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If $R$ is a ring such that $x^5=x$ for all $x\in R$, is $R$ commutative?

If the answer to the above question is yes, then what is the least positive integer $k \ge 6$, such that there exists a noncommutative ring $R$ with $x^k=x$ for all $x\in R$?

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    $\begingroup$ Sounds like a hard homework (: $\endgroup$ – curious Jan 6 '11 at 5:27
  • $\begingroup$ No. I came across with proofs that rings with $x^k=x$ for $k=2,3,4$ are commutative; hence the question. $\endgroup$ – TCL Jan 6 '11 at 5:34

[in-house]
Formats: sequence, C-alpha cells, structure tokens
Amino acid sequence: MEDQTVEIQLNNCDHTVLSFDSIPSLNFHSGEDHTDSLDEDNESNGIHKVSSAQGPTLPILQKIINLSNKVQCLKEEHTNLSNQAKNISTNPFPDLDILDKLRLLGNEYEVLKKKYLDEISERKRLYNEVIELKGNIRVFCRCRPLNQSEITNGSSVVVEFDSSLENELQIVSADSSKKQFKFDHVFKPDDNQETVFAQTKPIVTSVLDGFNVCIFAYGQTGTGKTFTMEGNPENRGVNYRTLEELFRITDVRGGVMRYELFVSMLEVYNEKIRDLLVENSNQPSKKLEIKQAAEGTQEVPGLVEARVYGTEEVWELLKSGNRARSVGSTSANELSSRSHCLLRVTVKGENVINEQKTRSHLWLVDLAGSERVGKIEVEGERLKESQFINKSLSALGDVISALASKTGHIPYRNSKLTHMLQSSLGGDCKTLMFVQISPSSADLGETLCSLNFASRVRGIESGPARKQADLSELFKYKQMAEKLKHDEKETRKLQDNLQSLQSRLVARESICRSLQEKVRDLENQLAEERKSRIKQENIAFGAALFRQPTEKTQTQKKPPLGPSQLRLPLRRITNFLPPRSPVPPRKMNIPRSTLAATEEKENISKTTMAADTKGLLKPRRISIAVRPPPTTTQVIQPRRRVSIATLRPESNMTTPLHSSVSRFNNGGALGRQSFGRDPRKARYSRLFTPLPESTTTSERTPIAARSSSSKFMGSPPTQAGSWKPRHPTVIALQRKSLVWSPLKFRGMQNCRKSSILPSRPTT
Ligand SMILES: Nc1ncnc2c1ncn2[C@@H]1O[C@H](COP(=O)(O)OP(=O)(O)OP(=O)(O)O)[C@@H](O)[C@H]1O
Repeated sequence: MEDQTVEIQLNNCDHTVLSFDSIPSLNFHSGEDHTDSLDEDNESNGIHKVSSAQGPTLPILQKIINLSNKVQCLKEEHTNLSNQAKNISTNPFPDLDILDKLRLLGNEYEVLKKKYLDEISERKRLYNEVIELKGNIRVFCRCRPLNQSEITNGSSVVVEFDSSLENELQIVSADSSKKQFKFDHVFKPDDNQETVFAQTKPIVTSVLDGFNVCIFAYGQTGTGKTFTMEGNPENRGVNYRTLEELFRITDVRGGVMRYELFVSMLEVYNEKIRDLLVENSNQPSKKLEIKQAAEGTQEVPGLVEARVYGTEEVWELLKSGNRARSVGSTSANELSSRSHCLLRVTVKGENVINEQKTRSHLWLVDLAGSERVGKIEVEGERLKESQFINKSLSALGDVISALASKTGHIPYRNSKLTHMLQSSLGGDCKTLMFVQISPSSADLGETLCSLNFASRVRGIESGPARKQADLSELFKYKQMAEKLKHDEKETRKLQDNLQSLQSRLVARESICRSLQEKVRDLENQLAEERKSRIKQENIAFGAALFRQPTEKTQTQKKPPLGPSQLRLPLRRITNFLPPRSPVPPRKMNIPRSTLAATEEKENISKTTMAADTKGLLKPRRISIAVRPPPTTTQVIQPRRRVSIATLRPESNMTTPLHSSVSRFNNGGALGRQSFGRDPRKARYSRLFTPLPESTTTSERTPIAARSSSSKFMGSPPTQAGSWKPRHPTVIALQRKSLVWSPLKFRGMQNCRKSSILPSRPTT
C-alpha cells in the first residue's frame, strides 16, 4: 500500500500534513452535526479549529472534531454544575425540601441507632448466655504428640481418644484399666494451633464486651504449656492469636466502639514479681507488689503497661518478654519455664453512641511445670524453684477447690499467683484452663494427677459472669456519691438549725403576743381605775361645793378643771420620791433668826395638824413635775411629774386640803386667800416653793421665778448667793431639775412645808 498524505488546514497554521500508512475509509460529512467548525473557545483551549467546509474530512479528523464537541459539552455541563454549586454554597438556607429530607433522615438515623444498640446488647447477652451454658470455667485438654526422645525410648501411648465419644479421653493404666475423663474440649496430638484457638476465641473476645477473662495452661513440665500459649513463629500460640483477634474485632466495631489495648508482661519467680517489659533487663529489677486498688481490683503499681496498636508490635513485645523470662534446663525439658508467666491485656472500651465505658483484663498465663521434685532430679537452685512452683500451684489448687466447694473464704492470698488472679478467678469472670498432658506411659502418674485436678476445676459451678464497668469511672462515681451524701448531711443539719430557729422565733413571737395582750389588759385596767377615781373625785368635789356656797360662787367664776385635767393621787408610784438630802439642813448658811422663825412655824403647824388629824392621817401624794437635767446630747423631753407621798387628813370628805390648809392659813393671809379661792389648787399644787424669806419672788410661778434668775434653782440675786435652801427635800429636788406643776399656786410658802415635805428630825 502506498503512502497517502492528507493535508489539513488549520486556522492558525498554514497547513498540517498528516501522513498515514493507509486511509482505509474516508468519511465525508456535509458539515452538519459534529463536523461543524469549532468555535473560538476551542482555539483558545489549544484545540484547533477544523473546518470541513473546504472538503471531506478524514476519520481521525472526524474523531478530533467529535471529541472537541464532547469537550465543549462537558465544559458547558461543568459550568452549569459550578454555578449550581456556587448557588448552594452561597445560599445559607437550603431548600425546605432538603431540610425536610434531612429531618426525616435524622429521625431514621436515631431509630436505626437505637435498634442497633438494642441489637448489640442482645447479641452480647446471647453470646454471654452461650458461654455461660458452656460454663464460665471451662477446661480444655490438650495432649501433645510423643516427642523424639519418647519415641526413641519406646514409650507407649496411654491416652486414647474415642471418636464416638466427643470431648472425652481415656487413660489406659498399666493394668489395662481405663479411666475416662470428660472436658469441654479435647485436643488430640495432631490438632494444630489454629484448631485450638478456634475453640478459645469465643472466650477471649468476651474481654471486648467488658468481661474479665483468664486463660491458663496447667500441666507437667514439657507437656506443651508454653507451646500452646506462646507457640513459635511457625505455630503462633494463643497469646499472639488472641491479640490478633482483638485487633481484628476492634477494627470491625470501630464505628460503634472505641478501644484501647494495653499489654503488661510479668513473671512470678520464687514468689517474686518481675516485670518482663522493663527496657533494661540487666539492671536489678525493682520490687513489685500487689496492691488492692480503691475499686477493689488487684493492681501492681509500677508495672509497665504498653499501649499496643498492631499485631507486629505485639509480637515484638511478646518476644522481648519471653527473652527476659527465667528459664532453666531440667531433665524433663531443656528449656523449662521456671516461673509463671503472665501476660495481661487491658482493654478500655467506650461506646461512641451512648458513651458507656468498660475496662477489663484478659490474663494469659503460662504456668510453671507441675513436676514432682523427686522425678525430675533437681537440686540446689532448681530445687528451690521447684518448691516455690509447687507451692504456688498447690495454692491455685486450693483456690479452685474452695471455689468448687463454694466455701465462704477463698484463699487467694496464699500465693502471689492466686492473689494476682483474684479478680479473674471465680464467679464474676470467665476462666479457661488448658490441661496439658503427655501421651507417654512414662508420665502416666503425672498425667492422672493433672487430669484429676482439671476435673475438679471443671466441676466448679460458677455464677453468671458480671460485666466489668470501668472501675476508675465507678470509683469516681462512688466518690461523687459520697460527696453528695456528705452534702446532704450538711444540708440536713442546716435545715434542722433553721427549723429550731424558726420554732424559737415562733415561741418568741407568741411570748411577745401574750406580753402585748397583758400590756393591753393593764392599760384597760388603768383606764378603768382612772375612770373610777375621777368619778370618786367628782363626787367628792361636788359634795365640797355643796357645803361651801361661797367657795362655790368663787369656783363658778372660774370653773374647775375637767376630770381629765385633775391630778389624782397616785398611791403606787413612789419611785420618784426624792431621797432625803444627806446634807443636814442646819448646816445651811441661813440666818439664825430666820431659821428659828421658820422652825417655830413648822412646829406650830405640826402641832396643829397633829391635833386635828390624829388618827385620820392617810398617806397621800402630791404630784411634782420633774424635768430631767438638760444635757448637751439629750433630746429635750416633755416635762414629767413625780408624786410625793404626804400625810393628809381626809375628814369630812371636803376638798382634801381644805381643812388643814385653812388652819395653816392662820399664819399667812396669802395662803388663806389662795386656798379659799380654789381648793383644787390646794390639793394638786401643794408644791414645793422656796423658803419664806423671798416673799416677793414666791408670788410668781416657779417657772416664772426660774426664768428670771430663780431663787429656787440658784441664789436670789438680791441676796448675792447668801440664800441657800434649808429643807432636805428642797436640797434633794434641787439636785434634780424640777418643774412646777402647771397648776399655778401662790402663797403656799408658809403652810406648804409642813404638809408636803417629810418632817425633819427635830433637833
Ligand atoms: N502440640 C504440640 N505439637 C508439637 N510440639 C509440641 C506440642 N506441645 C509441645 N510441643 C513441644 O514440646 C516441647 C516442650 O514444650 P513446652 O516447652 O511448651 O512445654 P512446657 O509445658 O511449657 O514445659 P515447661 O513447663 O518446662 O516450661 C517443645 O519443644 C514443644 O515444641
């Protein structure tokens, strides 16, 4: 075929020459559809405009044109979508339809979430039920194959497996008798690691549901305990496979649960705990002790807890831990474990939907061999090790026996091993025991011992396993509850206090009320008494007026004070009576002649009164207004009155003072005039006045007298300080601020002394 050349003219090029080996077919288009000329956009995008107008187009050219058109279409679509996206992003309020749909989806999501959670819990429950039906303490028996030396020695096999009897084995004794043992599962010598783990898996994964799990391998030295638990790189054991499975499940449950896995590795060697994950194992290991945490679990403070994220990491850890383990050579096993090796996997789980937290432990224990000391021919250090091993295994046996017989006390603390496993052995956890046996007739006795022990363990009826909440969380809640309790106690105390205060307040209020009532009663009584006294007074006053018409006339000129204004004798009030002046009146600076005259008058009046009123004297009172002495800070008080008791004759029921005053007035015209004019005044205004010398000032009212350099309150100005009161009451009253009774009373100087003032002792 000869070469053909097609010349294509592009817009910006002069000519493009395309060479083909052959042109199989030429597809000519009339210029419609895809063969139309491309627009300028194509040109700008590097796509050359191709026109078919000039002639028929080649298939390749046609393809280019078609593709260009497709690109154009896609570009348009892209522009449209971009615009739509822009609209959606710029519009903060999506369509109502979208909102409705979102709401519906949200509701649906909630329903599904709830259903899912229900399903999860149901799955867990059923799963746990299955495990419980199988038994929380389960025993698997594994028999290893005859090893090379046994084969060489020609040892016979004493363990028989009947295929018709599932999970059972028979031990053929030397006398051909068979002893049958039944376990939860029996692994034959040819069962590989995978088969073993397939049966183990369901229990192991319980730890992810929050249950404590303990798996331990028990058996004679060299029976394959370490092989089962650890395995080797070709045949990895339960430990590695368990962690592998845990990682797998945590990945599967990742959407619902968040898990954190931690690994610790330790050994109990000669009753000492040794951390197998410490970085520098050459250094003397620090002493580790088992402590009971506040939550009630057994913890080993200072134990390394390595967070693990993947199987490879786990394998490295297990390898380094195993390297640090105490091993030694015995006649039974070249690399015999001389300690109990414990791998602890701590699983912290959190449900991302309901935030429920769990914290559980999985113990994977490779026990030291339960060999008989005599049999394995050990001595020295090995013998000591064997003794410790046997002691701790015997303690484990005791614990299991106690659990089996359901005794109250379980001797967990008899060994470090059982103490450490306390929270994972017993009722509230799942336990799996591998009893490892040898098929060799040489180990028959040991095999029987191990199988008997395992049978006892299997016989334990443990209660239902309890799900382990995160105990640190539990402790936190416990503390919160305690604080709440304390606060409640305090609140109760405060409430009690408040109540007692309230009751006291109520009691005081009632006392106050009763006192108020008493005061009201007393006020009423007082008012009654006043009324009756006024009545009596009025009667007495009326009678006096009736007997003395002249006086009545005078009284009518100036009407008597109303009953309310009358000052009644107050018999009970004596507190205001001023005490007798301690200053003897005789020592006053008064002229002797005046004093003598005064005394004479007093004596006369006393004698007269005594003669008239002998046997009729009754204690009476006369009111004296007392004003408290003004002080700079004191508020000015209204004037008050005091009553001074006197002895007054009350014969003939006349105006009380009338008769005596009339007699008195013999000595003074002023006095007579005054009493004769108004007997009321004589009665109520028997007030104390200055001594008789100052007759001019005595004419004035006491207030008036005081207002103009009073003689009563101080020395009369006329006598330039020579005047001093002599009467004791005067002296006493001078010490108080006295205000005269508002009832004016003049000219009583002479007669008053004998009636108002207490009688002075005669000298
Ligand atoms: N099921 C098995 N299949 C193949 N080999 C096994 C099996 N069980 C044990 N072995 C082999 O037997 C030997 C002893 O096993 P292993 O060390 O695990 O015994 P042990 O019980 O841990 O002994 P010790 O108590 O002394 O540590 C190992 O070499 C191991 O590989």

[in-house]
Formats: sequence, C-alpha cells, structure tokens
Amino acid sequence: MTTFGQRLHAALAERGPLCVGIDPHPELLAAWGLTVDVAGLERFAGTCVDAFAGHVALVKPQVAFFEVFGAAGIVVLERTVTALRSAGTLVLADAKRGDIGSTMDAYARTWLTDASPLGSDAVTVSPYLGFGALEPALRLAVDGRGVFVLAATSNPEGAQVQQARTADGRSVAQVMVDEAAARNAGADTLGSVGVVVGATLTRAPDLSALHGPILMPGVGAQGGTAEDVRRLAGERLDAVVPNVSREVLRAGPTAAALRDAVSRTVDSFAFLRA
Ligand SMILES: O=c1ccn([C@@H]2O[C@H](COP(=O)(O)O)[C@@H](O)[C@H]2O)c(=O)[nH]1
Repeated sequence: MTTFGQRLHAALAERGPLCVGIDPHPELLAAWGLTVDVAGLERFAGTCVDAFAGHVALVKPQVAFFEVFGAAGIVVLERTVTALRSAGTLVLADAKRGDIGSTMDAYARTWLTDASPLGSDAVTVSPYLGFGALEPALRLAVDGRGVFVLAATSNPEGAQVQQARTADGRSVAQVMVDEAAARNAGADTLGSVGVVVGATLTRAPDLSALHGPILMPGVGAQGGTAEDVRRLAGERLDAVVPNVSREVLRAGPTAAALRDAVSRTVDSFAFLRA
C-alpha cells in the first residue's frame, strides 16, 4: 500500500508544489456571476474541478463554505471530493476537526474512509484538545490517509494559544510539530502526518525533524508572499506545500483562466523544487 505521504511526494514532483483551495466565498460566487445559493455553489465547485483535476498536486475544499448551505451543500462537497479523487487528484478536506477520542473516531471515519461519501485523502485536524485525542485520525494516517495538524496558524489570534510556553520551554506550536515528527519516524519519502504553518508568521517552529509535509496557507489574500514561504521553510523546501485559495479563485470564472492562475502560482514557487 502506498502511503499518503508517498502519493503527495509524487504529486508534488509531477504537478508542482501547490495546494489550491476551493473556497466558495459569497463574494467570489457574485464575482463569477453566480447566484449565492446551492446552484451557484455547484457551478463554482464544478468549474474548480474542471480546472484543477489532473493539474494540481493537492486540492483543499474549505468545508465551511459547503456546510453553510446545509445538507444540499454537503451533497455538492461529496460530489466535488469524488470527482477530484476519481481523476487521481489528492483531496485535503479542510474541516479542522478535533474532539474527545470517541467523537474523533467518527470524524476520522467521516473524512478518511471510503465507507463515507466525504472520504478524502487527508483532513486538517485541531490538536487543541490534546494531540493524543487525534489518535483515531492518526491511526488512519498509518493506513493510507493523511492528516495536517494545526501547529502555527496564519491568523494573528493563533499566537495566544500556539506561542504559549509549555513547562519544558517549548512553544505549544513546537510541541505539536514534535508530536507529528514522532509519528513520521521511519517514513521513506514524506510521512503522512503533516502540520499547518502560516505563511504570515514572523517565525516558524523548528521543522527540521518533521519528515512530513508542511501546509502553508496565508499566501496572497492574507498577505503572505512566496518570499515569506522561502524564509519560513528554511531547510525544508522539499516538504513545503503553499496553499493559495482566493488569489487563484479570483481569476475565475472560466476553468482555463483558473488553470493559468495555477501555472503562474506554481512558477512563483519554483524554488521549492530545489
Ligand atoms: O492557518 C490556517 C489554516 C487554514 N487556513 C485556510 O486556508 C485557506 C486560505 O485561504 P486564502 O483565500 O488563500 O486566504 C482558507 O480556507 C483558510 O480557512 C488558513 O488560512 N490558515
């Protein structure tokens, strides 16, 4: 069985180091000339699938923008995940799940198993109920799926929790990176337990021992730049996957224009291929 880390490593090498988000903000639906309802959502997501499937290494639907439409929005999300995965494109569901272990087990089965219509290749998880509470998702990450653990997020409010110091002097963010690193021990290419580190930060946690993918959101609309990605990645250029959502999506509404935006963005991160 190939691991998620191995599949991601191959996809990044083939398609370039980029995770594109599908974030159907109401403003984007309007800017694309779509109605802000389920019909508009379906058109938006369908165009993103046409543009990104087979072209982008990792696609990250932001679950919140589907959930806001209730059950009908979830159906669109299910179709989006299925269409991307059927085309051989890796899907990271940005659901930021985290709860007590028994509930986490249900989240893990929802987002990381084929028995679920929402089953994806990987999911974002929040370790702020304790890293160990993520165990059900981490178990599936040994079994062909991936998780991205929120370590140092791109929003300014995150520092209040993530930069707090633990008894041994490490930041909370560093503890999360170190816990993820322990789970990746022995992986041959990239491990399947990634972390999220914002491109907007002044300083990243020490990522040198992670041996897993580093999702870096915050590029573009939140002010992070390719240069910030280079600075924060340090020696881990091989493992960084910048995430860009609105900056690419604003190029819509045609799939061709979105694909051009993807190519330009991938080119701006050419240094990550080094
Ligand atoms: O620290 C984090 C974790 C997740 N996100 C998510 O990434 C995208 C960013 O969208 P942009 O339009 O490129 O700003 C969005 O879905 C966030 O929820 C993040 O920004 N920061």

• $\begingroup$ @Jasper. Not necessary, from the link by curious. $\endgroup$ – TCL Jan 6 '11 at 5:39
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The answer is that if $R$ is a ring such that for all $x \in R$ there is an integer $n(x) > 1$ such that $x^{n(x)} = x$ then $R$ is commutative. See Herstein's "Non Commutative Rings".

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